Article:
This article originally appeared in the August 2020 edition of Policy Quarterly
Alone Together: The Heightened Risks of Loneliness Following COVID-19
By Holly Walker
Everyone knows the particular pang of loneliness, the painful feeling that occurs when one’s needs for meaningful connection are unmet (Hawkins-Elder et al., 2018; Hawkley and Cacioppo, 2010). Short periods of loneliness are a normal part of the human experience, but when it is experienced consistently for a prolonged period, loneliness can have profound negative consequences (Ortiz-Ospina, 2019).
Even before COVID-19, loneliness presented a significant public policy challenge in Aotearoa New Zealand. The Government had indicated that wellbeing was to be the driving force behind government decision-making and made it the centrepiece of Budget 2019. Loneliness intersects in complex ways with other wellbeing factors: in 2018 those more likely to experience chronic loneliness included people with low incomes, those who were unemployed, Māori, young people, and single parents (Stats NZ, 2018) – all groups whose wellbeing the Government is seeking to improve.
The global outbreak of COVID-19 and associated lockdowns significantly exacerbated the risks of loneliness, both during the immediate period of enforced isolation, and as communities transitioned out of isolation with new social distancing requirements and altered social norms (Sanders, 2020). The risk was heightened for everyone, but especially for those who were already more likely to feel profoundly lonely.
This article outlines the health and wellbeing risks posed by loneliness, sketches the likely impact of the Level 4 lockdown on New Zealanders’ loneliness, and presents six policy planks to enable social relationships to thrive as New Zealand recovers from the economic and social shock of COVID-19.
Loneliness and its ill-effects
Under normal circumstances, loneliness can occur at any time and is experienced differently depending on a person’s needs and circumstances, though it does seem to be most prevalent during major life transitions (Thomas et al., 2020; Zoutewelle-Terovan and Liefbroer, 2018). While everyone will experience some loneliness during their life, when loneliness persists for long periods it can become a significant risk to health and wellbeing.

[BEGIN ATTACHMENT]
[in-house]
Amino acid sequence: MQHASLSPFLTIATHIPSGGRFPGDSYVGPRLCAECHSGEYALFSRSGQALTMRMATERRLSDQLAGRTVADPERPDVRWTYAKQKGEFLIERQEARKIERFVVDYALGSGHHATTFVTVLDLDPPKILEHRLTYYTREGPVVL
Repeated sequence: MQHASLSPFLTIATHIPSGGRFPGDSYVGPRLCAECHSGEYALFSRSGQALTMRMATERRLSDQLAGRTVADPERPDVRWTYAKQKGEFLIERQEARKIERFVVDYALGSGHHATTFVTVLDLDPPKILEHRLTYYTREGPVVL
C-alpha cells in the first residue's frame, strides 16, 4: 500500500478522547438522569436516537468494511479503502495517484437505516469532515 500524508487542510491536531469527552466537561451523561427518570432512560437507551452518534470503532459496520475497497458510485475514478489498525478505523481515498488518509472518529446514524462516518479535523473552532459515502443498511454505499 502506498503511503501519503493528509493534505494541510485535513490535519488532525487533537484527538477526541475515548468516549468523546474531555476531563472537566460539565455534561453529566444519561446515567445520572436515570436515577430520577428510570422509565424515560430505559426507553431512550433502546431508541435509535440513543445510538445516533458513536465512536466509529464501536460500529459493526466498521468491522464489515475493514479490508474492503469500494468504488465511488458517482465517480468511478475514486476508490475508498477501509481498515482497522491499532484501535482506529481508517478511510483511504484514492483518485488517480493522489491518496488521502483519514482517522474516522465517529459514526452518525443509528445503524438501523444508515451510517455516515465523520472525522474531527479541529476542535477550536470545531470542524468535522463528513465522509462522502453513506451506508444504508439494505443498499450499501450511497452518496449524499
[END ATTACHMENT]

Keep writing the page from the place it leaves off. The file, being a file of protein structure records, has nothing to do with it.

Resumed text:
The physiological effects of loneliness have an evolutionary explanation: humans evolved to live communally and rely on others for safety, so our brains are primed to respond to perceived isolation as though to an existential threat. This threat response is intended to help manage immediate danger by making us more alert and poised for action. It is not intended to be maintained for long periods due to the stress it places on the body, over-activating various physical systems and not allowing time for rest and recovery. Prolonged “hypervigilance for social threat” caused by loneliness can alter physiological functioning, diminish sleep quality, and increase morbidity and mortality (Hawkley and Cacioppo, 2010).
As a result, people who report prolonged loneliness are more likely to experience cardiovascular disease, high blood pressure, high cholesterol, dementia, depression, and anxiety (Ortiz-Ospina, 2019). Hormonal imbalances caused by prolonged hypervigilance to social threat can also suppress immune function and leave people more vulnerable to infectious diseases (Hawkley and Cacioppo, 2010). For these reasons, loneliness poses a significant public health challenge.
Loneliness in Aotearoa New Zealand before COVID-19